Jail for Blackpool charity fraudster who conned revellers out of thousands

Revellers in Queen Street were targeted

Revellers in Queen Street were targeted

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A bogus charity collector could have defrauded Blackpool’s generous public of up to £20,000 as he plied for donations for the North West Air Ambulance.

Convincing fraudster Derek Snelson, 48, of Branstree Road, Mereside, armed himself with a yellow T-shirt and yellow bucket emblazoned with the charity’s logo and spent two years going around the resort’s pubs and clubs collecting for the lifesaving cause.

Kind hearted DJs around the town would even announce his presence over the loudspeaker as clubbers and punters put notes and pounds into the bucket.

But not a penny went to the charity, Preston Crown Court heard.

He is beginning a 12 month jail term after a judge said there would be “public abhorrence” if he were not to go to prison.

Prosecuting, David Traynor said Snelson was stopped in Queen Street at 10.30pm on May 28, by a trading standards officer .

He added: “To all intents and purposes he seemed to be a legitimate collector. The officer initially spoke to him in relation to his authorisation but was not happy with what was going on.

“Mr Snelson said he was collecting as an authorised collector and relied on a letter.

“The letter dates back to 2014 and is an authorisation to do a charity bike ride, nothing more than that.”

A probe found he had contacted the charity and had been “persistent” in efforts to get sponsor packs, security seals and identification but to date had received nothing.

Staff in pubs and bars told trading standards he had been collecting in the area for four years on Friday and Saturday nights.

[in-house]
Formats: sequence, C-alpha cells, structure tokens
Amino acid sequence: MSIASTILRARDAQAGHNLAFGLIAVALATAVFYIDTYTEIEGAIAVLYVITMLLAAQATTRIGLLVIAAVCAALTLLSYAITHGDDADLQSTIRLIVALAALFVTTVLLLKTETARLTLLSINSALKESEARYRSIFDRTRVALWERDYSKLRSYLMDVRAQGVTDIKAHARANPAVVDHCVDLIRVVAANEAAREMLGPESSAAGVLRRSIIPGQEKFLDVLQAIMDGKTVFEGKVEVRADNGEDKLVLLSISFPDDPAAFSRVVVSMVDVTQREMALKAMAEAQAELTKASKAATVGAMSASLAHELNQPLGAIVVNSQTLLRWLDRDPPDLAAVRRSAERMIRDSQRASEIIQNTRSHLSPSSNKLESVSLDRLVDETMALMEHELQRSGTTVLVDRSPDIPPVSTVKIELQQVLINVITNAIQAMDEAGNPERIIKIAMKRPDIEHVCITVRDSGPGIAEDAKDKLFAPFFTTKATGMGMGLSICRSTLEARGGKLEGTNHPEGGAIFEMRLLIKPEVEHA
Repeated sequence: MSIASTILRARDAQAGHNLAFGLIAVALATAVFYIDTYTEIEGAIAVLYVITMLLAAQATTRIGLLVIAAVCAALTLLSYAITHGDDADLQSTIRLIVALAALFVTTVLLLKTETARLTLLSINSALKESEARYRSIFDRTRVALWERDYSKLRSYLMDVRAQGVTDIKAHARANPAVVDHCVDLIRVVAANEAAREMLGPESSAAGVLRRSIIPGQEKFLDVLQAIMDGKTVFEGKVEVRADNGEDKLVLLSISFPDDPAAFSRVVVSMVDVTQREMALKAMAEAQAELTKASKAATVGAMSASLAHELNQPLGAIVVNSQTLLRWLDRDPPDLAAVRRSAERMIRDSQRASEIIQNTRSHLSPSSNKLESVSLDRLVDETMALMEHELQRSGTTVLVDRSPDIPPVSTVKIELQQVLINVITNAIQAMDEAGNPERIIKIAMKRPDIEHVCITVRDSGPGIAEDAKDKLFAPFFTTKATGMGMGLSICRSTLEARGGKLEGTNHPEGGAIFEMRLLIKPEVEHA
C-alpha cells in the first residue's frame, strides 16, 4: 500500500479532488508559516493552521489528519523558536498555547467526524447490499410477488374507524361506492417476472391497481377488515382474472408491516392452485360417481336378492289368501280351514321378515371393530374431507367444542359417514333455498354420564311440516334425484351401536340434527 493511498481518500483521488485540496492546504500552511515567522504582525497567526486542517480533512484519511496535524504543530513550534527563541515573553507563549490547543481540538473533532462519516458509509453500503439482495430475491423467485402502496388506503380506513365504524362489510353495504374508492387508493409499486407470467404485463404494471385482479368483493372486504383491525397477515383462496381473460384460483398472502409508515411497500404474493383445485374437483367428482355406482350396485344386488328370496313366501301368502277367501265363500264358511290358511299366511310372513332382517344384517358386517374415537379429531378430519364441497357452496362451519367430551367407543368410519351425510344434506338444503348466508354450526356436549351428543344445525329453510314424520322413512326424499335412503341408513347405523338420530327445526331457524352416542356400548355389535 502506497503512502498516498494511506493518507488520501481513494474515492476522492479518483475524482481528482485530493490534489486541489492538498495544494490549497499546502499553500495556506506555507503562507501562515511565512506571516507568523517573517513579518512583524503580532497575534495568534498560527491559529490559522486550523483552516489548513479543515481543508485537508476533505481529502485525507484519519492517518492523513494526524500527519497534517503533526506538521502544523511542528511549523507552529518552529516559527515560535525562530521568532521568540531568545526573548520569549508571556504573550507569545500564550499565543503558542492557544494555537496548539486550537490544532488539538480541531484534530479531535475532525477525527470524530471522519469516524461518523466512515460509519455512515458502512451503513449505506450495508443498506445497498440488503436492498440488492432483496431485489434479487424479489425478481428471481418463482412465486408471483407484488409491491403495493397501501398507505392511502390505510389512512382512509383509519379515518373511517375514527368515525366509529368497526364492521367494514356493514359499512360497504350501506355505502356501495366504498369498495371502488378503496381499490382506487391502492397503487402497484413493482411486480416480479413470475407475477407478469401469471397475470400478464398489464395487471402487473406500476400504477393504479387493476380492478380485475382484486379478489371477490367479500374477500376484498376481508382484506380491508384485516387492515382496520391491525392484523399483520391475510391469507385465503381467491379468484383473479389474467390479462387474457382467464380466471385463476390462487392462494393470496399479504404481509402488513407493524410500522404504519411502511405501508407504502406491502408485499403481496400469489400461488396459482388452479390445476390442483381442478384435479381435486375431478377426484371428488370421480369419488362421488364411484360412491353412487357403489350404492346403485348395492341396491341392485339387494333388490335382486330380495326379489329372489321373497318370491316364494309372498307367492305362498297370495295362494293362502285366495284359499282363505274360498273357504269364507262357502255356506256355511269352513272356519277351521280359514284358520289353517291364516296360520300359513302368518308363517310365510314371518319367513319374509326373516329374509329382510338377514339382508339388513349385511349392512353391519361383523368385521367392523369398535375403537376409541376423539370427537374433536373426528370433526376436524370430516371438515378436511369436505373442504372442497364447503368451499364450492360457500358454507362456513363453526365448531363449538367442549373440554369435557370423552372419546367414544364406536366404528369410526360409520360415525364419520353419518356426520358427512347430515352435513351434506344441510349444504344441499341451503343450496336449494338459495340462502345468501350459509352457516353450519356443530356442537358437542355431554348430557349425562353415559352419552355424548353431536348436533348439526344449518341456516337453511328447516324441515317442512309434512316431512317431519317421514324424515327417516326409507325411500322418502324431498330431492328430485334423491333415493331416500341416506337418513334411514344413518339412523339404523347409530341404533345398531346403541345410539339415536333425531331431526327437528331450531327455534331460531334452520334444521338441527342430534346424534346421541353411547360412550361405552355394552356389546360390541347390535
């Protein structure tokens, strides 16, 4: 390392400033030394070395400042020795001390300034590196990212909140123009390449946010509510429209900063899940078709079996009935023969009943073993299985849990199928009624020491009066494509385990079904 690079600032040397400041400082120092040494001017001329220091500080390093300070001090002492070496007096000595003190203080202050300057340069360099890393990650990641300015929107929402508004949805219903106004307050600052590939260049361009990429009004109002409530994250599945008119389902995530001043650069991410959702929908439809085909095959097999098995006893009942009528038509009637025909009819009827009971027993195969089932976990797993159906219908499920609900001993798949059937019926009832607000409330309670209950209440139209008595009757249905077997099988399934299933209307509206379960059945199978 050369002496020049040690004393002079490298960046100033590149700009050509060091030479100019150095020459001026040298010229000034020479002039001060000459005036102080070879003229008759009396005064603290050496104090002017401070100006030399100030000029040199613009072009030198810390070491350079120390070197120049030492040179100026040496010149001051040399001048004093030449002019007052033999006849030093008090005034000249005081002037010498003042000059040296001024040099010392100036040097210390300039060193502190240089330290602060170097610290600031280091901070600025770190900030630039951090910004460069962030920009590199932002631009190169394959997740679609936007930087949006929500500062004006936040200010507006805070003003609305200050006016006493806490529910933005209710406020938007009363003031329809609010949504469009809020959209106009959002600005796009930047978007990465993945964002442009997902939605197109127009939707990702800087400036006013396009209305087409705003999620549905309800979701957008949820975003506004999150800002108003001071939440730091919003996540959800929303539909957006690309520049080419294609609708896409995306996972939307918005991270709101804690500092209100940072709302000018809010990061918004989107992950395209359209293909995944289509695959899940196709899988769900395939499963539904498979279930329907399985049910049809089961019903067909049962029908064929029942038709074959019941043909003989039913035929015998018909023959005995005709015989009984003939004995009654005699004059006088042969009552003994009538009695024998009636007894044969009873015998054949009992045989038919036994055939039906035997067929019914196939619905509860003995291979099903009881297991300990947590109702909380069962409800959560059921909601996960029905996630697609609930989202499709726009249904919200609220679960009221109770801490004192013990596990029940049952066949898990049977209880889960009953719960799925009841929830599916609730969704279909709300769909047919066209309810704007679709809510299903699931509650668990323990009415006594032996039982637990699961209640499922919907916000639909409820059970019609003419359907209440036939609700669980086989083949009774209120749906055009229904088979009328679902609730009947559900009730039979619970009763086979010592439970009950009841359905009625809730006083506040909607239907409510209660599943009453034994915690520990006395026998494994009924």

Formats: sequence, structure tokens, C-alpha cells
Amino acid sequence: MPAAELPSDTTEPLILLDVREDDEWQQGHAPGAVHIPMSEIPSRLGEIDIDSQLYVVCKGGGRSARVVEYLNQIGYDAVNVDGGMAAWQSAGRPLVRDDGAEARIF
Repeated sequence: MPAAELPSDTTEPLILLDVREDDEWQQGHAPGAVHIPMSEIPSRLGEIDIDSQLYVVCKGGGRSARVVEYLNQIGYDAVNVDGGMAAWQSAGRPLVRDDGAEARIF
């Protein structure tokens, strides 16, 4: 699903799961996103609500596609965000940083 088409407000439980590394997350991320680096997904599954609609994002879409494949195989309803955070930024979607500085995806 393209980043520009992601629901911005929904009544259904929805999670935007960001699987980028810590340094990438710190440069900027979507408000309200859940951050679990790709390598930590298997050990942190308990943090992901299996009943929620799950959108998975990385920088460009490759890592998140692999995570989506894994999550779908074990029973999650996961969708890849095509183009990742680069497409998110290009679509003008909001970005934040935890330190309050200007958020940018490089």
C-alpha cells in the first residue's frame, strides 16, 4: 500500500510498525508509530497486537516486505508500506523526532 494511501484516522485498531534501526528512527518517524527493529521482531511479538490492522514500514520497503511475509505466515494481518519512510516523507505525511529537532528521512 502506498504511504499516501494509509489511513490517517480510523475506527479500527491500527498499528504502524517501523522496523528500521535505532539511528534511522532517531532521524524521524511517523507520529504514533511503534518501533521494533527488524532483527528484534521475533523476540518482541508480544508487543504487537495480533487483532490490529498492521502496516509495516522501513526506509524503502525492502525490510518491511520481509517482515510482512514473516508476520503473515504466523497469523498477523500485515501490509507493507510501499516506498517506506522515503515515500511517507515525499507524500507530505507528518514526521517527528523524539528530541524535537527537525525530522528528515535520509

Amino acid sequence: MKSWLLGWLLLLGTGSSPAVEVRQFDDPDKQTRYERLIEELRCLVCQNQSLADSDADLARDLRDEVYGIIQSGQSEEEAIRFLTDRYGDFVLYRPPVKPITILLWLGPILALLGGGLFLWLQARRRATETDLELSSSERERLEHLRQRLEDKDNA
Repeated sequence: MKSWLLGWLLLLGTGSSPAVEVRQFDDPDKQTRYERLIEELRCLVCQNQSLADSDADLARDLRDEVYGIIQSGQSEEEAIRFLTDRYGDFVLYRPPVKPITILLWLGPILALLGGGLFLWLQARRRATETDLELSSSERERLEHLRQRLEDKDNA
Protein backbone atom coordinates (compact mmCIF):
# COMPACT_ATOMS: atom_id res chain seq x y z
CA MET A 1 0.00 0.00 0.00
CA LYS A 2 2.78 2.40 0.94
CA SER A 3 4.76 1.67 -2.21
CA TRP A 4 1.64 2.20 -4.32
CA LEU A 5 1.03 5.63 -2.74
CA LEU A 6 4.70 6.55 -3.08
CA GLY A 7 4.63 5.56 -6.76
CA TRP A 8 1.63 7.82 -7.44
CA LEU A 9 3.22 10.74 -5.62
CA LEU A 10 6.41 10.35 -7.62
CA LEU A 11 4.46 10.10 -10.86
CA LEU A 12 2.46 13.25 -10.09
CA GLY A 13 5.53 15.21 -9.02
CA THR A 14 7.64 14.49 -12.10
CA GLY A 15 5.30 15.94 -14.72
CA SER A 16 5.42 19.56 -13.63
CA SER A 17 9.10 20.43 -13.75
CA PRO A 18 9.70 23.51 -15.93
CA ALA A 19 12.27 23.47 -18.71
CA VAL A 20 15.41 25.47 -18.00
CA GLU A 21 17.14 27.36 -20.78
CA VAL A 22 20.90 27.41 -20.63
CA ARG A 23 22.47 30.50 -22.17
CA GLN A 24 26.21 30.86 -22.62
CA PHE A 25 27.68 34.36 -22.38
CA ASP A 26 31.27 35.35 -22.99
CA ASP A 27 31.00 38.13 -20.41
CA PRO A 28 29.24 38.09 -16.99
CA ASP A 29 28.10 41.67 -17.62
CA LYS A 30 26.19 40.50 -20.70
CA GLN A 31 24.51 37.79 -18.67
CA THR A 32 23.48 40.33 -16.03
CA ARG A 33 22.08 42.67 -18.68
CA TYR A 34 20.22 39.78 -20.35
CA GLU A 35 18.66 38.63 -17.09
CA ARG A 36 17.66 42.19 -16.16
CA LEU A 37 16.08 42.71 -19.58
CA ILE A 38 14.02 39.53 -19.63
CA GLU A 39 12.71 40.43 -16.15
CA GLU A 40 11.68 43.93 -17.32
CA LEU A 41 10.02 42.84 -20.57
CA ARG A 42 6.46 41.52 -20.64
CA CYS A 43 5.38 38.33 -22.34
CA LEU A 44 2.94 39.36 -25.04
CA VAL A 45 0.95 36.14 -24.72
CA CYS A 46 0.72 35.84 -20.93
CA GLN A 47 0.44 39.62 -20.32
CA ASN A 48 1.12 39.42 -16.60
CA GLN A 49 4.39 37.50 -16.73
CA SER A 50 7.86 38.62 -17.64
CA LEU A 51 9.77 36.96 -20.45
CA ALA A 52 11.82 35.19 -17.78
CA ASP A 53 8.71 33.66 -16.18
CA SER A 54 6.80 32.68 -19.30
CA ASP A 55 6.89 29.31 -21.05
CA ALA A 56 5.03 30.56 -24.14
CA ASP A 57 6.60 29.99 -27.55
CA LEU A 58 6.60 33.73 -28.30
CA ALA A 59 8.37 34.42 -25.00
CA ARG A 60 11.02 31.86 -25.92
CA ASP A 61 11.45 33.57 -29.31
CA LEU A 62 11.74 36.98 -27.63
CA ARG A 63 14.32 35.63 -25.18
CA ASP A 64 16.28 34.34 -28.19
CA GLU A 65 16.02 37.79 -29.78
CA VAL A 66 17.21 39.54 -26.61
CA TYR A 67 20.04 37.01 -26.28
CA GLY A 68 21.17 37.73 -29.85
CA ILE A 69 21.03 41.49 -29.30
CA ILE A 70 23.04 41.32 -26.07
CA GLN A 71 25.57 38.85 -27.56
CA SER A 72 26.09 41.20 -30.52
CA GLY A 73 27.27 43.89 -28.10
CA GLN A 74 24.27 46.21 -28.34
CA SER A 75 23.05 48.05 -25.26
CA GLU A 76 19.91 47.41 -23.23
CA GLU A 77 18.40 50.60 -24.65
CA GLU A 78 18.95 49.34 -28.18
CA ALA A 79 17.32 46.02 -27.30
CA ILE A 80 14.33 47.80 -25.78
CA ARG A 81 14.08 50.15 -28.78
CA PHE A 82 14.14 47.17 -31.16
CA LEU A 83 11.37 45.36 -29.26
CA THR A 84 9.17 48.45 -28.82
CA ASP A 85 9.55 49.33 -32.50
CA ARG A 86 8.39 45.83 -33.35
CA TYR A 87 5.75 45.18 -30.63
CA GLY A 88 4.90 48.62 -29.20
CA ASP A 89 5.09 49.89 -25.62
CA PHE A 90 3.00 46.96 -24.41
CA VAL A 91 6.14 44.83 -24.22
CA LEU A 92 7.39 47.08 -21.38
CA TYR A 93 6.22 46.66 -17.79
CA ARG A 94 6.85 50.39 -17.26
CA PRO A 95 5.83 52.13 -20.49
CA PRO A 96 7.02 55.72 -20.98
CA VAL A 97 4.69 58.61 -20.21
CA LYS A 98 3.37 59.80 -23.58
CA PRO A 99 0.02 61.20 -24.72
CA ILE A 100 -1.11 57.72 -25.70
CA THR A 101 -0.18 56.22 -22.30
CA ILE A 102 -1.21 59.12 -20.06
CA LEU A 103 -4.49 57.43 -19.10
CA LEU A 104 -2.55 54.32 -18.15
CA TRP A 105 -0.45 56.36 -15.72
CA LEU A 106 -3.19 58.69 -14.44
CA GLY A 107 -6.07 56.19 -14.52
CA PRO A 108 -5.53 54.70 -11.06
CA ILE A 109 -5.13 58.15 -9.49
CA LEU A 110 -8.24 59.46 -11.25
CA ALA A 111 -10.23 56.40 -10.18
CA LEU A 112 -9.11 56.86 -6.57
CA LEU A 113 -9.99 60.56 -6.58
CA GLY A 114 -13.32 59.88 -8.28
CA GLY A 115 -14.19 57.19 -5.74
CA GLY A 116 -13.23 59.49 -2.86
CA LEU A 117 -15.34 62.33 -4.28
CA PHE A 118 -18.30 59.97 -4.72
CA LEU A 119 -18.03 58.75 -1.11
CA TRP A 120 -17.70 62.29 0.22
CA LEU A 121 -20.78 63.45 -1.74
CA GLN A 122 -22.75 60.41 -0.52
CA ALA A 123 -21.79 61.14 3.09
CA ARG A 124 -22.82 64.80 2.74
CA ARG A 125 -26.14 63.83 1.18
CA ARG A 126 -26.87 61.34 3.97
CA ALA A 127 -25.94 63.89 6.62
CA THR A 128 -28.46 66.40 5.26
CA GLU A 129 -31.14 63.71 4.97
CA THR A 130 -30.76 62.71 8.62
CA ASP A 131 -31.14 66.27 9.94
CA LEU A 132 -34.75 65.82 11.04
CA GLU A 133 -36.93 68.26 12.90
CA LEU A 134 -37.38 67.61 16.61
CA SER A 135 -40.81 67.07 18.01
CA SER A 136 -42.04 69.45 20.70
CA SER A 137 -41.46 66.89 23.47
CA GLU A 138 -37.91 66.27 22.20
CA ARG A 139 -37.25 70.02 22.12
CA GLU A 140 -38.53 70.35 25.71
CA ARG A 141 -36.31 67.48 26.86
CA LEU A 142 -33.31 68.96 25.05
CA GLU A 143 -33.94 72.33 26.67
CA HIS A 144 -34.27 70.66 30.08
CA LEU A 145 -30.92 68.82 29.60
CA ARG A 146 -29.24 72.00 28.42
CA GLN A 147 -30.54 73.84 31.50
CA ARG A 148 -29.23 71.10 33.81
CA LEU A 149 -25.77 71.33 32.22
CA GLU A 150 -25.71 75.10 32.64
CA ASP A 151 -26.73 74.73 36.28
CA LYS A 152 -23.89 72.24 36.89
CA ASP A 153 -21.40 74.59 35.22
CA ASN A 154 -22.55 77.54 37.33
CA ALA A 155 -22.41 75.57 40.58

He admitted fraud and possessing an article - a bucket - for use in a fraud.

Snelson sobbed in the dock as defending, Judith McCulloch, said: “In many ways it is the second count that makes this offence as serious as it is because he was using the bucket and that was the inducement.

“His remorse and his shame are genuine and these offences have been a salutary lesson for him.

“At the outset his intentions were honourable, he hoped to organise a sponsored cycle ride. His life was more stable then.

“His own life began to fall apart. He had been estranged from his family, and found both had died in 2014. He hadn’t been made aware and it had been his hope to rekindle the relationship with his family. He hadn’t been able to attend either funeral.

“He became depressed. Rather than seek help he turned to alcohol.”

Judge Mark Brown, the Honorary Recorder of Preston, refused to accept his claim he had only made £15 to £30 a night and called him “mean spirited”.

He added: “It is clear to me over about two and a half years you abused the kindness and generosity of the public.”